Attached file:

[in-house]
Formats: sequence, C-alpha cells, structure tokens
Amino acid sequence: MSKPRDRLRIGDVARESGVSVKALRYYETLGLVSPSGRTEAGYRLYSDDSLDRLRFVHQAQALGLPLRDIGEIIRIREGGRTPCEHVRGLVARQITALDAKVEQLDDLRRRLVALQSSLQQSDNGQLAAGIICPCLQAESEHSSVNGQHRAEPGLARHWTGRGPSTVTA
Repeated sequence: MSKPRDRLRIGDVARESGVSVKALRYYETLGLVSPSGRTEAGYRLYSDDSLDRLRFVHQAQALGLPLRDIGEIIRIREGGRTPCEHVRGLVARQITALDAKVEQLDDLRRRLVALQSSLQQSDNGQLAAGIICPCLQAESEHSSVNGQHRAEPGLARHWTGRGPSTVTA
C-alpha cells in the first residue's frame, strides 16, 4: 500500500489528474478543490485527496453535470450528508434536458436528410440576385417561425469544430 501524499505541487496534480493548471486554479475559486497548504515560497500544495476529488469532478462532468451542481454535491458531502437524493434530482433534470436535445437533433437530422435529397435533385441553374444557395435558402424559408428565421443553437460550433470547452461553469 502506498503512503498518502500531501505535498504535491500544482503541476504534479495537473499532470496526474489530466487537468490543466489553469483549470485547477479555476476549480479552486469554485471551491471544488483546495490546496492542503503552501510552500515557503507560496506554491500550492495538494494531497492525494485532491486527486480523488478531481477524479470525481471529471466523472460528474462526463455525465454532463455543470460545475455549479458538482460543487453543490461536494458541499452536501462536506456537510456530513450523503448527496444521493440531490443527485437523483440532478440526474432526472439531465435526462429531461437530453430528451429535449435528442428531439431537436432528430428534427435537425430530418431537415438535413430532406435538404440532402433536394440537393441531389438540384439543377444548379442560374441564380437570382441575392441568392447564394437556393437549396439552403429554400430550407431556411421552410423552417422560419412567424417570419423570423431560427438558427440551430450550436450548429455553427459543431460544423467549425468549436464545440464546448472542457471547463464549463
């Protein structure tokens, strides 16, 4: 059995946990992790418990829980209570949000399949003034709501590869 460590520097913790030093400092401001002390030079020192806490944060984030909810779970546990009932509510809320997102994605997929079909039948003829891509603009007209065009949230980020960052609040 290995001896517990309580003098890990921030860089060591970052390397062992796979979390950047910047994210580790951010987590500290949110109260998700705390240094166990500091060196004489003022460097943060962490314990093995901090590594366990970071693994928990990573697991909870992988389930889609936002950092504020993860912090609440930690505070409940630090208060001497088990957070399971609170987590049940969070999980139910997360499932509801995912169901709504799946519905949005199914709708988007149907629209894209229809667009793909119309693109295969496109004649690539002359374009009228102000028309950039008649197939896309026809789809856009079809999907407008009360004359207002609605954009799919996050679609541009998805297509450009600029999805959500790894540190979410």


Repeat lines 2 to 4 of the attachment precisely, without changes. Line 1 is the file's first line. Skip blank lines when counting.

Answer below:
Formats: sequence, C-alpha cells, structure tokens
Amino acid sequence: MSKPRDRLRIGDVARESGVSVKALRYYETLGLVSPSGRTEAGYRLYSDDSLDRLRFVHQAQALGLPLRDIGEIIRIREGGRTPCEHVRGLVARQITALDAKVEQLDDLRRRLVALQSSLQQSDNGQLAAGIICPCLQAESEHSSVNGQHRAEPGLARHWTGRGPSTVTA
Repeated sequence: MSKPRDRLRIGDVARESGVSVKALRYYETLGLVSPSGRTEAGYRLYSDDSLDRLRFVHQAQALGLPLRDIGEIIRIREGGRTPCEHVRGLVARQITALDAKVEQLDDLRRRLVALQSSLQQSDNGQLAAGIICPCLQAESEHSSVNGQHRAEPGLARHWTGRGPSTVTA